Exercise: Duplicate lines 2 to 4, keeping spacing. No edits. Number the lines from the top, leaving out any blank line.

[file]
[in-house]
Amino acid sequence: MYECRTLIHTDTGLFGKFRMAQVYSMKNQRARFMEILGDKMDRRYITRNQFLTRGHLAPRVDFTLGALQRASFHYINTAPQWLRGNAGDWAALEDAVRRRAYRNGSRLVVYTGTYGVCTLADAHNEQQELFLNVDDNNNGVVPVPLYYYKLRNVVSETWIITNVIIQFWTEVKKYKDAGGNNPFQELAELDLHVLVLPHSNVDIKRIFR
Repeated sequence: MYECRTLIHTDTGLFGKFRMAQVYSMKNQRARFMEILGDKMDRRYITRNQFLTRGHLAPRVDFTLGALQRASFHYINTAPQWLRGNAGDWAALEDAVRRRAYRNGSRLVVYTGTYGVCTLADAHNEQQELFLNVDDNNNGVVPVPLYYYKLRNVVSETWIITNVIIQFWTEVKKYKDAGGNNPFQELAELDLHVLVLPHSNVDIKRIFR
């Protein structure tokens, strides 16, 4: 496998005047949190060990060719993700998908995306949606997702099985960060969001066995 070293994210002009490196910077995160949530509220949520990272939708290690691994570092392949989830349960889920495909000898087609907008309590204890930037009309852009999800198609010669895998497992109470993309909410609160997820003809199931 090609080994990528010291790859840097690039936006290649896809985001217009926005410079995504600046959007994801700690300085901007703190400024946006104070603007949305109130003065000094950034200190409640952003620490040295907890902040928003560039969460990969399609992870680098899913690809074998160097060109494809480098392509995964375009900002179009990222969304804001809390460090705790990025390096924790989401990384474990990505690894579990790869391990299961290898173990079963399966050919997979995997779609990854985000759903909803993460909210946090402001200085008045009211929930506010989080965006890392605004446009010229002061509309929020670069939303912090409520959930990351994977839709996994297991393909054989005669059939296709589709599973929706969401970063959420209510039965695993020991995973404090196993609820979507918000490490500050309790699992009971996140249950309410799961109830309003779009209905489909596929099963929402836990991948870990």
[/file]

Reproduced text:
Amino acid sequence: MYECRTLIHTDTGLFGKFRMAQVYSMKNQRARFMEILGDKMDRRYITRNQFLTRGHLAPRVDFTLGALQRASFHYINTAPQWLRGNAGDWAALEDAVRRRAYRNGSRLVVYTGTYGVCTLADAHNEQQELFLNVDDNNNGVVPVPLYYYKLRNVVSETWIITNVIIQFWTEVKKYKDAGGNNPFQELAELDLHVLVLPHSNVDIKRIFR
Repeated sequence: MYECRTLIHTDTGLFGKFRMAQVYSMKNQRARFMEILGDKMDRRYITRNQFLTRGHLAPRVDFTLGALQRASFHYINTAPQWLRGNAGDWAALEDAVRRRAYRNGSRLVVYTGTYGVCTLADAHNEQQELFLNVDDNNNGVVPVPLYYYKLRNVVSETWIITNVIIQFWTEVKKYKDAGGNNPFQELAELDLHVLVLPHSNVDIKRIFR
């Protein structure tokens, strides 16, 4: 496998005047949190060990060719993700998908995306949606997702099985960060969001066995 070293994210002009490196910077995160949530509220949520990272939708290690691994570092392949989830349960889920495909000898087609907008309590204890930037009309852009999800198609010669895998497992109470993309909410609160997820003809199931 090609080994990528010291790859840097690039936006290649896809985001217009926005410079995504600046959007994801700690300085901007703190400024946006104070603007949305109130003065000094950034200190409640952003620490040295907890902040928003560039969460990969399609992870680098899913690809074998160097060109494809480098392509995964375009900002179009990222969304804001809390460090705790990025390096924790989401990384474990990505690894579990790869391990299961290898173990079963399966050919997979995997779609990854985000759903909803993460909210946090402001200085008045009211929930506010989080965006890392605004446009010229002061509309929020670069939303912090409520959930990351994977839709996994297991393909054989005669059939296709589709599973929706969401970063959420209510039965695993020991995973404090196993609820979507918000490490500050309790699992009971996140249950309410799961109830309003779009209905489909596929099963929402836990991948870990």